ArtsAutosBooksBusinessEducationEntertainmentFamilyFashionFoodGamesGenderHealthHolidaysHomeHubPagesPersonal FinancePetsPoliticsReligionSportsTechnologyTravel

Get The Right Water Pressure Throughout Your Home with Balancing.

Updated on August 25, 2011
With improper design and plumbing the furthest outlets don't have adequate water pressure.
With improper design and plumbing the furthest outlets don't have adequate water pressure. | Source
By increasing the size of the main feed plumbing you can balance the water distribution more evenly.
By increasing the size of the main feed plumbing you can balance the water distribution more evenly. | Source


Get Great Water Flow throughout Your Home

Have you ever lived in a home where the water pressure was great in the basement but significantly lacking on the third floor? This is an all too common predicament in many homes and comes from a variety of problems. Many homes that were constructed too quickly or on a strict budget that often cut corners when it came to setting up the plumbing system. The results have been felt home owners every time they go to that far room for a shower or flush the toilet.

First we're going to assume your pipes are clear and clean and the water flows freely. If have Galvanized old pipes then the solutions that are explained here wont help you.

Let’s start at the beginning: The water line that comes into your house typically enters through the crawl space or basement. From there it branches out to pipes that deliver the water to the various rooms beginning with the closest rooms and eventually sending the flow to the rooms that are the furthest away.

As you can imagine by the time the water gets to the rooms furthest away there is often significantly less pressure in the system than there was when it started. This problem is due to unbalanced water feed system. It should also be noted that in a very general sense the water pressure coming from many city systems has deteriorated over the years as the infrastructure ages and underground pipes get leaky. So what happens is you have less pressure coming into the house than in years ago and now even less water pressure getting to your furthest room.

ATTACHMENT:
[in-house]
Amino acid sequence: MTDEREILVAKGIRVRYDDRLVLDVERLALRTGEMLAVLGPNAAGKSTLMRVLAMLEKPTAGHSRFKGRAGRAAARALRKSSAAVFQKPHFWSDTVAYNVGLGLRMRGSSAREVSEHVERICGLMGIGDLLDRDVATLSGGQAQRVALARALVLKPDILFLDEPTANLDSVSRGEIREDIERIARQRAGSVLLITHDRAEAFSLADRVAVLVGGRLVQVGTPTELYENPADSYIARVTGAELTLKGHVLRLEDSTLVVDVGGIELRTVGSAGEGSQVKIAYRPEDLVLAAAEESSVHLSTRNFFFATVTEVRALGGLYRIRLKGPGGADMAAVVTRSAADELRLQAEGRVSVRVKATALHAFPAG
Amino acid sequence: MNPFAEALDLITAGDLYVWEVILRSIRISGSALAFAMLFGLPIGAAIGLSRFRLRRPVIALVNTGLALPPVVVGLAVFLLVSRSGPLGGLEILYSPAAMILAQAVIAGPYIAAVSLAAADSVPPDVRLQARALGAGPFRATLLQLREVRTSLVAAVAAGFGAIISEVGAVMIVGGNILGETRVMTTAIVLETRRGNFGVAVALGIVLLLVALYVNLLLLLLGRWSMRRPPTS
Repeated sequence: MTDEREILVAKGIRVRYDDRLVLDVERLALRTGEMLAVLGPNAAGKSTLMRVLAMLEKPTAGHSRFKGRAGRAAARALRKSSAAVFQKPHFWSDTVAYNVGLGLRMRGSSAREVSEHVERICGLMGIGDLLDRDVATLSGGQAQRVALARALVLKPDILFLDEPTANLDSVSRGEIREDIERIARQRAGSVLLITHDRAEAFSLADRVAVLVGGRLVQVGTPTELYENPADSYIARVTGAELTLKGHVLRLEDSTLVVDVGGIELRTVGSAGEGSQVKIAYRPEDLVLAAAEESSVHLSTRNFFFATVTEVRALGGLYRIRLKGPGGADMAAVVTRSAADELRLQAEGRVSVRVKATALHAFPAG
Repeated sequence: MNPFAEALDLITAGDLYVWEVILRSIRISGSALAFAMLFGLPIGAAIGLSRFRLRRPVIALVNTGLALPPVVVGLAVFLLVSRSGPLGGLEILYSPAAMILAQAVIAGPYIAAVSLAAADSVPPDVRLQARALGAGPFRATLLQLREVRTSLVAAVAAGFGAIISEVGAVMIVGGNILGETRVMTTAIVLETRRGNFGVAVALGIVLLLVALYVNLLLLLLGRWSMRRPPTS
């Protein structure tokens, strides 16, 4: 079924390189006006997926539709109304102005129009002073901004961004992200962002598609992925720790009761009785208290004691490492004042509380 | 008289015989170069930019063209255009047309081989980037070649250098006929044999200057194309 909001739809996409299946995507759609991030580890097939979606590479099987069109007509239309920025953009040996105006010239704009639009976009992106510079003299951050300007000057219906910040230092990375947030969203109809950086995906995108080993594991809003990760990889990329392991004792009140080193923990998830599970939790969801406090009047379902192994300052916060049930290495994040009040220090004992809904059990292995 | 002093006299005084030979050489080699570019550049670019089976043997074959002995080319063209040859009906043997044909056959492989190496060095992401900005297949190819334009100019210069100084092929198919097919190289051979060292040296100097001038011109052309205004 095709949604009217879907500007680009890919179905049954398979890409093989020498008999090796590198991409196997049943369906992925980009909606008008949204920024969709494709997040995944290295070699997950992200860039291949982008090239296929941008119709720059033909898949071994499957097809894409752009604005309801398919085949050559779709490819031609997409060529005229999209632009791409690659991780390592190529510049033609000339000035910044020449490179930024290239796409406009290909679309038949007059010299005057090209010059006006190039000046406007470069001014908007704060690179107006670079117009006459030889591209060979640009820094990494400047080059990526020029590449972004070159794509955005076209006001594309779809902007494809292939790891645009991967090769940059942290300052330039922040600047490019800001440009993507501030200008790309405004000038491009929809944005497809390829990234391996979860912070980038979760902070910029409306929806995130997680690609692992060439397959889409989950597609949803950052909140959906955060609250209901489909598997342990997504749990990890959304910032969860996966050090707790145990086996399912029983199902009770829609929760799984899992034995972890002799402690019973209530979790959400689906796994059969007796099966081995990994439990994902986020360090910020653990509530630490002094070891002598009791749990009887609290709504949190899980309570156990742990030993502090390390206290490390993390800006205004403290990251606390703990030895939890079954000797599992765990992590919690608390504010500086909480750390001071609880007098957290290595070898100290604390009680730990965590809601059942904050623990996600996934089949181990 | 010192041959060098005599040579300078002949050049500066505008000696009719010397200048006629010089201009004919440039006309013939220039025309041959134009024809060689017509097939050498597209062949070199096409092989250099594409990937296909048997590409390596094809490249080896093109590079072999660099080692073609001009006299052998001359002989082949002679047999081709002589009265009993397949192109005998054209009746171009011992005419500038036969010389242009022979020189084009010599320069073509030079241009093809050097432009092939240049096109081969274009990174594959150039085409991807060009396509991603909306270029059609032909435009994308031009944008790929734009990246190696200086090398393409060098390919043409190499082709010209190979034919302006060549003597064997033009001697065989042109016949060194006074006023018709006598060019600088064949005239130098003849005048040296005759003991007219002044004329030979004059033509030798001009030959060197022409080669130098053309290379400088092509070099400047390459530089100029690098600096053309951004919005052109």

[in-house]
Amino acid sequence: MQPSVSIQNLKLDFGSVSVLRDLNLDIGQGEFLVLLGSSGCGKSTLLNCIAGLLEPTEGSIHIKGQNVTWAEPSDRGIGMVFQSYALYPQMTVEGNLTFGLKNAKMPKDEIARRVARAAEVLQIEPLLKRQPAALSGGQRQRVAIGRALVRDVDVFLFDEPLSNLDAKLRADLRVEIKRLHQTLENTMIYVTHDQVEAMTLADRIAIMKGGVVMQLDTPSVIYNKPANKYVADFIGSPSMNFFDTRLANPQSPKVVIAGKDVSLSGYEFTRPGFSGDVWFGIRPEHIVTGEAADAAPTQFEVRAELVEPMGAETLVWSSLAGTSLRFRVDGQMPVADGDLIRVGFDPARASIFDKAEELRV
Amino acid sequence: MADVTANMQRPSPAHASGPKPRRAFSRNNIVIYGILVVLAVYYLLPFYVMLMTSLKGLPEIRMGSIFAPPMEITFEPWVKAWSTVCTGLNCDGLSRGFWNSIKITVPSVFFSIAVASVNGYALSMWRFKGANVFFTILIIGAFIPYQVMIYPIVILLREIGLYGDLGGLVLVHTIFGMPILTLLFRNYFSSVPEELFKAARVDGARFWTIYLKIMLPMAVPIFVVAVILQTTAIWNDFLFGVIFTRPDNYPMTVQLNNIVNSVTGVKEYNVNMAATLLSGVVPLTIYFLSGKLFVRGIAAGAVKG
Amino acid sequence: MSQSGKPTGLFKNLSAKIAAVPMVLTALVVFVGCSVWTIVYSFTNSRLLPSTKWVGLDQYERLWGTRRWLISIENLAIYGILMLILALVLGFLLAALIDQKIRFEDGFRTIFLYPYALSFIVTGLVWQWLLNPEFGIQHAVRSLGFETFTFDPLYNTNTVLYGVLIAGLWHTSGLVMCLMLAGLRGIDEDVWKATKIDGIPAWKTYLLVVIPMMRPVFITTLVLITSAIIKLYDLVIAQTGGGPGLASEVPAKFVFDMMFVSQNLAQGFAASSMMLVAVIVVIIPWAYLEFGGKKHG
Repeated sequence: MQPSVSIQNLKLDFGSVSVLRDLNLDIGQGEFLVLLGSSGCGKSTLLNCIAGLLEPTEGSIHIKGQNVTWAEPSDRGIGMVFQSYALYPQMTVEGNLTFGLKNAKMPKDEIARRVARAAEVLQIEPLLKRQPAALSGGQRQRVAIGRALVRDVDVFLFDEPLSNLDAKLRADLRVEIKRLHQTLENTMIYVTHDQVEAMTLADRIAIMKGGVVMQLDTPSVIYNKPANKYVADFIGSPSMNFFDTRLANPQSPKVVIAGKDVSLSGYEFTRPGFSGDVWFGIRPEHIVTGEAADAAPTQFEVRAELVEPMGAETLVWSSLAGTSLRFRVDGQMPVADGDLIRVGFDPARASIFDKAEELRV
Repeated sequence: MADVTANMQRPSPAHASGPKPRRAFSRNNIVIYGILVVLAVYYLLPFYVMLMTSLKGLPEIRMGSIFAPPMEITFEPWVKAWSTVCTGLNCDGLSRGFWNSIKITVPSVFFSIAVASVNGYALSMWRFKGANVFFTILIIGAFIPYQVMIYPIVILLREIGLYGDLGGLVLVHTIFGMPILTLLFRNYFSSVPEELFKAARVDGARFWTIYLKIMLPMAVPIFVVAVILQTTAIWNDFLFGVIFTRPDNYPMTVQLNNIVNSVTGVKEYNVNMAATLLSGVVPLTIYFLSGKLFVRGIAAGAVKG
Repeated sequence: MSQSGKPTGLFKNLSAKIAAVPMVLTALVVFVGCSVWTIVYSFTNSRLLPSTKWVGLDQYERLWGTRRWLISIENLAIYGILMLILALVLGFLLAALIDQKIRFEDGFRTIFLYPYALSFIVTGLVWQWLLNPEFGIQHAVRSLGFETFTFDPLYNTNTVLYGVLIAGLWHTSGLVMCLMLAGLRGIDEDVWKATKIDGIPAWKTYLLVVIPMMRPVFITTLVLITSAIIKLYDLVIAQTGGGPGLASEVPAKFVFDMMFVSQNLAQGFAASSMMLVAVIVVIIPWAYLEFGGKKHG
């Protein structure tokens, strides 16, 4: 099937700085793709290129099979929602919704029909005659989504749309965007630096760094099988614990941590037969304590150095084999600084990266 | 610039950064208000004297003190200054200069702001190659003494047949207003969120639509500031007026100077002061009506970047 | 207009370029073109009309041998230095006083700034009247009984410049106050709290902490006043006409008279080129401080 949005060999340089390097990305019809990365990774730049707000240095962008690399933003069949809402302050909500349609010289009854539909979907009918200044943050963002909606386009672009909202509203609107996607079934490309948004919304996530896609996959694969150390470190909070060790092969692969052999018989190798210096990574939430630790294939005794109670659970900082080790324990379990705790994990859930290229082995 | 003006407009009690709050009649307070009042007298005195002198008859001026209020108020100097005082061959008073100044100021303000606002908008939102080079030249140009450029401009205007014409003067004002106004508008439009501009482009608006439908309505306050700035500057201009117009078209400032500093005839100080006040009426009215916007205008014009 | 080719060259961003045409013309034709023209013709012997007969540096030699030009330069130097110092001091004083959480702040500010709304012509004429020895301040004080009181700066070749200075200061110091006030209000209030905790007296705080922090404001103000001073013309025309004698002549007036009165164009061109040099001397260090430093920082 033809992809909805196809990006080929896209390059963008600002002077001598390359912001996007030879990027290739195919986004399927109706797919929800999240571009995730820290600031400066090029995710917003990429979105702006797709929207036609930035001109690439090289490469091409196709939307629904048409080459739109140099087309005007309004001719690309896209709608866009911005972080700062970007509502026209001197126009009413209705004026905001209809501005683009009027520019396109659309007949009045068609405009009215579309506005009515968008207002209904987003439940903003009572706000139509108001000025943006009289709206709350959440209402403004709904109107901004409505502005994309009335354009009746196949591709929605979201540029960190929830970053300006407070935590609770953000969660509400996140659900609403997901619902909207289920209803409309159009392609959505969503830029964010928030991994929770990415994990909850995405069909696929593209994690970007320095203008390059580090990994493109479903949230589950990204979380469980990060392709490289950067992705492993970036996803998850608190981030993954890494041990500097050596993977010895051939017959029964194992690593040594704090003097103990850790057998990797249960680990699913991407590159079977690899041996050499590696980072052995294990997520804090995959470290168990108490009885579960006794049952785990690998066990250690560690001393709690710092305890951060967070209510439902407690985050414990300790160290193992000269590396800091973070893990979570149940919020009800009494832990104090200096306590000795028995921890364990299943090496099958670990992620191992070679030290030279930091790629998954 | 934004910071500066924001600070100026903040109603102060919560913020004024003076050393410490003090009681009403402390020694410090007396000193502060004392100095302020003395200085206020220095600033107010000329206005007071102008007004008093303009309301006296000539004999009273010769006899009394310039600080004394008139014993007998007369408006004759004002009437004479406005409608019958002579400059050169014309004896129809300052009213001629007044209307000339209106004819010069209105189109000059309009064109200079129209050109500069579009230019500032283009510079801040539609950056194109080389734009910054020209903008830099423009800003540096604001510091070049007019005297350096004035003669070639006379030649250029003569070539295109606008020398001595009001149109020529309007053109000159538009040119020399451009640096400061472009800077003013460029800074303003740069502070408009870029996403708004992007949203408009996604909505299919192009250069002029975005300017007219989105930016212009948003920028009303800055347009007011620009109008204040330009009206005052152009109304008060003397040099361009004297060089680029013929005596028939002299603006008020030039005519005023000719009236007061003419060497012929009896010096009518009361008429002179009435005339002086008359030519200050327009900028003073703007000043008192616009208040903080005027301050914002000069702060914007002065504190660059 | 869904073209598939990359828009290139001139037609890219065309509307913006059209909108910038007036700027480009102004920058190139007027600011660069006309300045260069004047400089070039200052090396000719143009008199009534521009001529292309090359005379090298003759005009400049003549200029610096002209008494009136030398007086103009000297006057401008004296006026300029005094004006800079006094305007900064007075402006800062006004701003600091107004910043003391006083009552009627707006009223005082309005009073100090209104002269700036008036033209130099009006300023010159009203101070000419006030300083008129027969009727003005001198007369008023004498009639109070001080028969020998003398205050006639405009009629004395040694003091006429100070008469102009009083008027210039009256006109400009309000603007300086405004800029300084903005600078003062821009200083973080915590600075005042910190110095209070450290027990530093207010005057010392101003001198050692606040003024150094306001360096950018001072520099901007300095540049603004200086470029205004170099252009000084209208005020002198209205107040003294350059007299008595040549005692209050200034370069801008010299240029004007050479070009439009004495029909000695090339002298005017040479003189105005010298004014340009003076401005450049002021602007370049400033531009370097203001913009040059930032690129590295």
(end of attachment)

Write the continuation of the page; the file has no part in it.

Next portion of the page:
The best of the best plumbers practice the fine art of water balancing. The word "art" is used deliberately because there is a specific process and series of calculations required to balance a water delivery system. Very often the architects that designed your home didn't necessarily specialize in balancing the water system or care about it as much as the overall look of your home.

A water balancing specialist can measure water flow and pressure at each water outlet and determine where the strengths and weaknesses are with your system. They can then do a physical examination of your pipes to determine the current layout and calculate the correct methods to balance the pressure throughout the house.

Once an exam is done and any deficiencies are found there are multiple ways to rework your plumbing and bring the water pressure into balance. Many of these depend on how easy it is to access the existing pipes in your plumbing system.

In some cases the plumber may be able reroute the main lines that feed the pipes that run through your house. If the pipes can be connected in the center of your plumbing layout then a better balance can be achieved.